Council puts brakes on housing
By AMY PUGSLEY FRASER /
City Hall Reporter
Council halted plans Tuesday night for Lakeside-Timberlea to be
the home of 20,000 future Haligonians.
"This is a very serious matter for my community," Coun. Reg
Rankin (Timberlea-Prospect) told fellow councillors.
Council's decision came after a report from the provincial
Environment Department said Nine Mile River, site of the
Lakeside-Timberlea sewage treatment plant, can only handle the
sewage outflow from the current 8,200 residents plus about 1,800
The Lakeside-Timberlea plant was built in 1983 to accommodate
10,000 people but was designed to handle two expansions to service a
total of 30,000.
But those expansions won't happen now because the river can't
handle any more waste water.
"There is no more capacity in the river," Paul Dunphy, Halifax
Regional Municipality's planning and development services director,
told reporters outside the meeting.
Already, during the summer months, the river's water level is
very low and the volume of effluent from the plant nearly equals the
volume of water in the river, says a confidential staff report
released to the public Tuesday.
Under provincial dilution guidelines adopted in 1992, the
acceptable river water-to-effluent level is five to one.
"During the summer, we're seeing a ratio of one to one," Mr.
"If that plant were to expand, then we would have more effluent
in the river than there is actually water in the natural
environment. And so that is what we, and the province, are trying to
The municipality noticed only recently in detailed studies that
the maximums were being reached. The studies were ordered because of
applications for subdivision plans in the area.
The key developer affected by council's decision is Nine Mile
River Investments Ltd. In 2001, the company received council's
approval for a 220-hectare development near Highway 103 called
The development, which was to be phased in over 10 years,
included a plan for a signature 18-hole golf course, homes for 8,000
residents, a school and commercial buildings.
A development agreement is in place and detailed engineering
plans for the first phase are before city staff.
All of the company's final-stage plans now before staff - which
total 512 building lots to be built over the next seven years - can
be handled by the current capacity of the plant, Mr. Dunphy said.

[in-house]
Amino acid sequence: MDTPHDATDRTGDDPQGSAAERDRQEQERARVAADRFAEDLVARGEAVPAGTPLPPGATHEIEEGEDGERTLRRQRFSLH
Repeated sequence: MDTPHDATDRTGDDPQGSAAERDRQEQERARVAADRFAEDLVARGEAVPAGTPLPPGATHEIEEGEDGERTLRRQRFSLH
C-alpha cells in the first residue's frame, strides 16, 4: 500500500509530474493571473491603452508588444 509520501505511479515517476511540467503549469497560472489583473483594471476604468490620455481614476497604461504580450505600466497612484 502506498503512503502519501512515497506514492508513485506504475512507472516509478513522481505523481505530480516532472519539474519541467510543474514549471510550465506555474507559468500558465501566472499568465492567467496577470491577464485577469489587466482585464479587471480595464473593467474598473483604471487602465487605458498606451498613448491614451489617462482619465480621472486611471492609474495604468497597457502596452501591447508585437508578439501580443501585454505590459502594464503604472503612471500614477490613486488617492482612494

"We still have lots and lots of vacant land which has recently
been approved for development," he said.
"So you're not going to see a fundamental shift in the market in
the short term."
But because no new subdivision plans will be OK'd, 3,200 more
housing units won't be approved, Mr. Rankin said.
That "very unpleasant" situation is going to cause an upheaval in
his district, he said.
"There is going to be anxiety in the community in terms of the
future and what the possibilities are with the vacant land."
The main players from Nine Mile River Investments - Larry
Swinamer and Glen Dexter - could not be reached for comment Tuesday
Mr. Rankin said there may be a reason for that.
"They may not be having the best night," he said after the
Mr. Dunphy said all of the affected landowners in the area will
be contacted starting today.
Staff will look into possible remedies for the sewage issue in
the Lakeside-Timberlea area and get back to council by July.
Piping sewage to other locations - like the new Halifax sewage
treatment plant - might be an option, Mr. Dunphy said.
"But clearly, there is only so much capacity in the Halifax
plant," he said. "And we want to make sure before we add any
additional lands to it that we've examined all of the implications."
Staff will also keep in mind the protection of the environment in
coming up with possible solutions to the problem, Mr. Dunphy said.
"(The environment) is what started this whole ball rolling," he
said. "And that will be fundamental to any recommendations that we
As recently as last year, Lakeside-Timberlea was targeted as one
of the locations that could help accommodate the 100,000 people who
are expected to move into metro Halifax over the next 25 years.
There is still room in other areas for that expected growth, Mr.
Council has already directed staff to explore the Bedford West
area, near Kearney Lake, as well as Bedford South and the Morris and
Russell lakes area in Dartmouth, he said.